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What is kombucha?

Kombucha, once called mushroom tea, is a fermented sweet tea of ancient origins dating back over 2,000 years. Recently the amount of people drinking kombucha has spiked due to taste, the popularity of fermented beverages and the many claimed health benefits of kombucha. It’s effervescent, slightly tart, slightly sweet, and fermented! There is still a lot unknown about all the health benefits of kombucha but it is claimed to support gut health, help with weight loss, blood sugar levels, heart problems, heart disease, and overall support of your immune system.

Kombucha is easy to make. Again, kombucha is made from a base of sweet tea, which is then fermented and transformed into an effervescent, probiotic drink. The recipe starts with making sweet tea with black and/or green tea plus sugar. Quite a bit of sugar is added so it’s important to note that it is mostly for the yeast to eat during the fermentation process. Once the yeast is done eating there will be very little sugar left in the final drink. Once you have sweet tea made, you will then add a kombucha starter culture which is commonly referred to as the SCOBY. The term SCOBY is an acronym that stands for symbiotic culture of bacteria and yeast. A SCOBY consists of both kombucha starter tea and a pellicle. The starter tea is aged kombucha and is where the vast majority of the living culture is found. The pellicle is the gelatinous glob. Despite common belief, the pellicle isn’t alive, it’s a structure that contains addition living kombucha bacteria and yeast. Once you add the SCOBY to the sweet tea it will start the fermentation process. Now we simply, wait for it to ferment. This can take anywhere from 7 to 21 days which depends on temperature. The fermentation process is where the SCOBY will eat the sugar and tannins present in the tea and create all kinds of good stuff as byproducts! By good stuff, I mean B vitamins, enzymes, and antioxidants all ready to help keep your digestion on the reg and boost your overall immunity!Kombucha Scoby Glass Brewing Jar

I will admit that a SCOBY is not winning any beauty pageants anytime soon. They resemble some sort of alien-like orb that has descended right down into your glass jar. In fact, that is one theory floating around the internet about where kombucha came from. But once you learn that the SCOBY “mushroom” is just cellulose, made by bacteria as a byproduct, you’ll think it is pretty cool (if you’re like me at least!). It is crazy that the bacteria can make something so gargantuan in size compared to themselves. I mean, they are SINGLE CELLED organisms! What?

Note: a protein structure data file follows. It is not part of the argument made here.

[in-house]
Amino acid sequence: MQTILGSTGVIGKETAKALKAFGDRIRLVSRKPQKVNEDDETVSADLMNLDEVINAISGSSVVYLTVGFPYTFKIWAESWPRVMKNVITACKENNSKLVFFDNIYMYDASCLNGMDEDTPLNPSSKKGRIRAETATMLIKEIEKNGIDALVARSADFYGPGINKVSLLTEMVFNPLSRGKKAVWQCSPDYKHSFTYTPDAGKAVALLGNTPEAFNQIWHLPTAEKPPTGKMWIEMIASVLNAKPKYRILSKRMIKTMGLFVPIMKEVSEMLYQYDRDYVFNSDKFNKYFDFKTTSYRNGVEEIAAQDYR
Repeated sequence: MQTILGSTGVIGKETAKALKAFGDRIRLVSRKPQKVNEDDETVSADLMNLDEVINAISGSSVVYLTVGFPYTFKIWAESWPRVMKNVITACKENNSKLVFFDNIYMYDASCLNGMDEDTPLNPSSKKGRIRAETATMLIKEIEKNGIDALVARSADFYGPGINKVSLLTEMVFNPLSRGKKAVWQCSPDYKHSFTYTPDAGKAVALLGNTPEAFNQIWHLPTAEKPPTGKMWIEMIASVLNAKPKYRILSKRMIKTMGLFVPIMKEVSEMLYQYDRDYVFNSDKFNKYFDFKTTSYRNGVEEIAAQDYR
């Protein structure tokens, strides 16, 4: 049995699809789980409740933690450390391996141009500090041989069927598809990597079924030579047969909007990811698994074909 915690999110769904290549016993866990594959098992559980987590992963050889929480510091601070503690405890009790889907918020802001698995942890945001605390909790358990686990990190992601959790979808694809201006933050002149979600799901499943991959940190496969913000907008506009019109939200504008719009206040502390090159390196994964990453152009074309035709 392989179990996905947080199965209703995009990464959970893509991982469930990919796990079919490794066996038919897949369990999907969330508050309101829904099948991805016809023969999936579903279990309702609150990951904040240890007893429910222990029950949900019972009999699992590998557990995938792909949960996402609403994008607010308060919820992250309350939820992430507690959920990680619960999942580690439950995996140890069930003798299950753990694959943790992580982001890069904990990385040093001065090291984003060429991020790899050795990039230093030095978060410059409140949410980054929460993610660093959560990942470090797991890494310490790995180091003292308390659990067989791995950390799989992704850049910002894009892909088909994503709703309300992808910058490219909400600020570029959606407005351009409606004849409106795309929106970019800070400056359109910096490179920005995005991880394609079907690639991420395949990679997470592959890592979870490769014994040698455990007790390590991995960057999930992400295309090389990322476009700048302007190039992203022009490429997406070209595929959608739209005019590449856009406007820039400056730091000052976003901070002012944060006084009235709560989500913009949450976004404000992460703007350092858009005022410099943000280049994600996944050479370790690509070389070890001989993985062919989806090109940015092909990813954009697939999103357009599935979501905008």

The SCOBY almost acts as a way to communicate with the bacteria. I know that sounds whacked out, but I’m serious. If the pellicle isn’t forming well, your temperature is probably too low, or maybe the yeast/bacteria ratio is off. So, moral of the story is do not be afraid of the alien-like orbs that form in your kombucha, they are your friends :).

You can now find kombucha at almost any grocery store (even Wal-mart). This is great when you’re traveling or out and about, and I love that it spreads the word about kombucha. But, as a daily regimen, it can get expensive to buy at $4+ per bottle. The good news is that kombucha is easy to brew at home. If you find yourself spending too much money on kombucha, give it a try! You can buy our USDA Certified Organic Kombucha Scoby here, and follow my instructions that I’ve put together – How to brew kombucha tea.

As always, I would love to hear from you! Questions, comments, bring it on!

Ever heard of Jun Kombucha Tea?

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